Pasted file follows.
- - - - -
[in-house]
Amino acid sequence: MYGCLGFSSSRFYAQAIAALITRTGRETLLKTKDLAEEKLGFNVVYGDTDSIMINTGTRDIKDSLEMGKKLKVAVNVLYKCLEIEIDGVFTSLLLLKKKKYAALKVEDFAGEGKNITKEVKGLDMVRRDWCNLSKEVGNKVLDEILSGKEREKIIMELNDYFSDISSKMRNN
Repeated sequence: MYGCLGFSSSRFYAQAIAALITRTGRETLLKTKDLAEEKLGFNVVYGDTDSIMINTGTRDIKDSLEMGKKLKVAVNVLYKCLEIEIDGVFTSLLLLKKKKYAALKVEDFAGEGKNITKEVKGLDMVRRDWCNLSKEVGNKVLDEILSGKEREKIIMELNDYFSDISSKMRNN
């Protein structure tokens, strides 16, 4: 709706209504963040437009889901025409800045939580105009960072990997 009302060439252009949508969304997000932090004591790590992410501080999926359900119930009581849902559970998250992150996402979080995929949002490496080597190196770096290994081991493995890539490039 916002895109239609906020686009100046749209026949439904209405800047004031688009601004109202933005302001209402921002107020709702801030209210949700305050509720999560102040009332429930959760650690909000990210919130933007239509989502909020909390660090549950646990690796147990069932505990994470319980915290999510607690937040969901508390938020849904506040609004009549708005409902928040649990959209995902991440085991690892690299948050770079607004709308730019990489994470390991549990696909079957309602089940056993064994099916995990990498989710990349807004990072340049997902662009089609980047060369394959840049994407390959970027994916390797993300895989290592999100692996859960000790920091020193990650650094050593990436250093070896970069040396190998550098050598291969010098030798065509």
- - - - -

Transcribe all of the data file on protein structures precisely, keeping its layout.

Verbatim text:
[in-house]
Amino acid sequence: MYGCLGFSSSRFYAQAIAALITRTGRETLLKTKDLAEEKLGFNVVYGDTDSIMINTGTRDIKDSLEMGKKLKVAVNVLYKCLEIEIDGVFTSLLLLKKKKYAALKVEDFAGEGKNITKEVKGLDMVRRDWCNLSKEVGNKVLDEILSGKEREKIIMELNDYFSDISSKMRNN
Repeated sequence: MYGCLGFSSSRFYAQAIAALITRTGRETLLKTKDLAEEKLGFNVVYGDTDSIMINTGTRDIKDSLEMGKKLKVAVNVLYKCLEIEIDGVFTSLLLLKKKKYAALKVEDFAGEGKNITKEVKGLDMVRRDWCNLSKEVGNKVLDEILSGKEREKIIMELNDYFSDISSKMRNN
């Protein structure tokens, strides 16, 4: 709706209504963040437009889901025409800045939580105009960072990997 009302060439252009949508969304997000932090004591790590992410501080999926359900119930009581849902559970998250992150996402979080995929949002490496080597190196770096290994081991493995890539490039 916002895109239609906020686009100046749209026949439904209405800047004031688009601004109202933005302001209402921002107020709702801030209210949700305050509720999560102040009332429930959760650690909000990210919130933007239509989502909020909390660090549950646990690796147990069932505990994470319980915290999510607690937040969901508390938020849904506040609004009549708005409902928040649990959209995902991440085991690892690299948050770079607004709308730019990489994470390991549990696909079957309602089940056993064994099916995990990498989710990349807004990072340049997902662009089609980047060369394959840049994407390959970027994916390797993300895989290592999100692996859960000790920091020193990650650094050593990436250093070896970069040396190998550098050598291969010098030798065509």